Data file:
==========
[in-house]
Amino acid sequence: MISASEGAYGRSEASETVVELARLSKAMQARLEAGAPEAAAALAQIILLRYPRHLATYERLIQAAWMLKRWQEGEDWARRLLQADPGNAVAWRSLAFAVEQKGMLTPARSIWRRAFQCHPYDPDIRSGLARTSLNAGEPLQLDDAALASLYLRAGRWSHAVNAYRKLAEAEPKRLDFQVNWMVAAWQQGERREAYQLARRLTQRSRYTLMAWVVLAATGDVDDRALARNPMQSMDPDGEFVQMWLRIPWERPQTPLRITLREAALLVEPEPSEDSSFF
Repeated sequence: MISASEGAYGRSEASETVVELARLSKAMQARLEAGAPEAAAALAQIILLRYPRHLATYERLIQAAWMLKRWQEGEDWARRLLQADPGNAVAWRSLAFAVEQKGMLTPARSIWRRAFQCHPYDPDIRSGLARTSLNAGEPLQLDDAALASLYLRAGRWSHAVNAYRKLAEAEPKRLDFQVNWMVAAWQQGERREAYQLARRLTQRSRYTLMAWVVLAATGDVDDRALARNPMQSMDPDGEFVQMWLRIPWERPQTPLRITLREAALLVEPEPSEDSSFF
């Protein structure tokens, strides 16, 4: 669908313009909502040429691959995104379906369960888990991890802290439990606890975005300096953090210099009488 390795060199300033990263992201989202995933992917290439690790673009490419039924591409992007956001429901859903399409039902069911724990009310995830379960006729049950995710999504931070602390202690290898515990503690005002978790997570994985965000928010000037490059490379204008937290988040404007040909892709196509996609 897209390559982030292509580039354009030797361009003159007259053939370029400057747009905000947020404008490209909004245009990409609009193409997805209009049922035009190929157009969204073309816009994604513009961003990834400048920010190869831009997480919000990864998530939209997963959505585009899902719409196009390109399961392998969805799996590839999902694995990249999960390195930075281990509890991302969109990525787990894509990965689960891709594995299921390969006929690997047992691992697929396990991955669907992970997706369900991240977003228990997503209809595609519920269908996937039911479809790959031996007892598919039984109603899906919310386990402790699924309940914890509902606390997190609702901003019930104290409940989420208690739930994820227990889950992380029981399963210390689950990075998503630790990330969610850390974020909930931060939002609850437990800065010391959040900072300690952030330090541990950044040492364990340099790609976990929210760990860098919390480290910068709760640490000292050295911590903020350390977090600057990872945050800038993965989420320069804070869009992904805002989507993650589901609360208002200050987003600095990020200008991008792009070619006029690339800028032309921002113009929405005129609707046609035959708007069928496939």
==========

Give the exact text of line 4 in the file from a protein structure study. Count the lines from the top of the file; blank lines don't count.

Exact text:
């Protein structure tokens, strides 16, 4: 669908313009909502040429691959995104379906369960888990991890802290439990606890975005300096953090210099009488 390795060199300033990263992201989202995933992917290439690790673009490419039924591409992007956001429901859903399409039902069911724990009310995830379960006729049950995710999504931070602390202690290898515990503690005002978790997570994985965000928010000037490059490379204008937290988040404007040909892709196509996609 897209390559982030292509580039354009030797361009003159007259053939370029400057747009905000947020404008490209909004245009990409609009193409997805209009049922035009190929157009969204073309816009994604513009961003990834400048920010190869831009997480919000990864998530939209997963959505585009899902719409196009390109399961392998969805799996590839999902694995990249999960390195930075281990509890991302969109990525787990894509990965689960891709594995299921390969006929690997047992691992697929396990991955669907992970997706369900991240977003228990997503209809595609519920269908996937039911479809790959031996007892598919039984109603899906919310386990402790699924309940914890509902606390997190609702901003019930104290409940989420208690739930994820227990889950992380029981399963210390689950990075998503630790990330969610850390974020909930931060939002609850437990800065010391959040900072300690952030330090541990950044040492364990340099790609976990929210760990860098919390480290910068709760640490000292050295911590903020350390977090600057990872945050800038993965989420320069804070869009992904805002989507993650589901609360208002200050987003600095990020200008991008792009070619006029690339800028032309921002113009929405005129609707046609035959708007069928496939």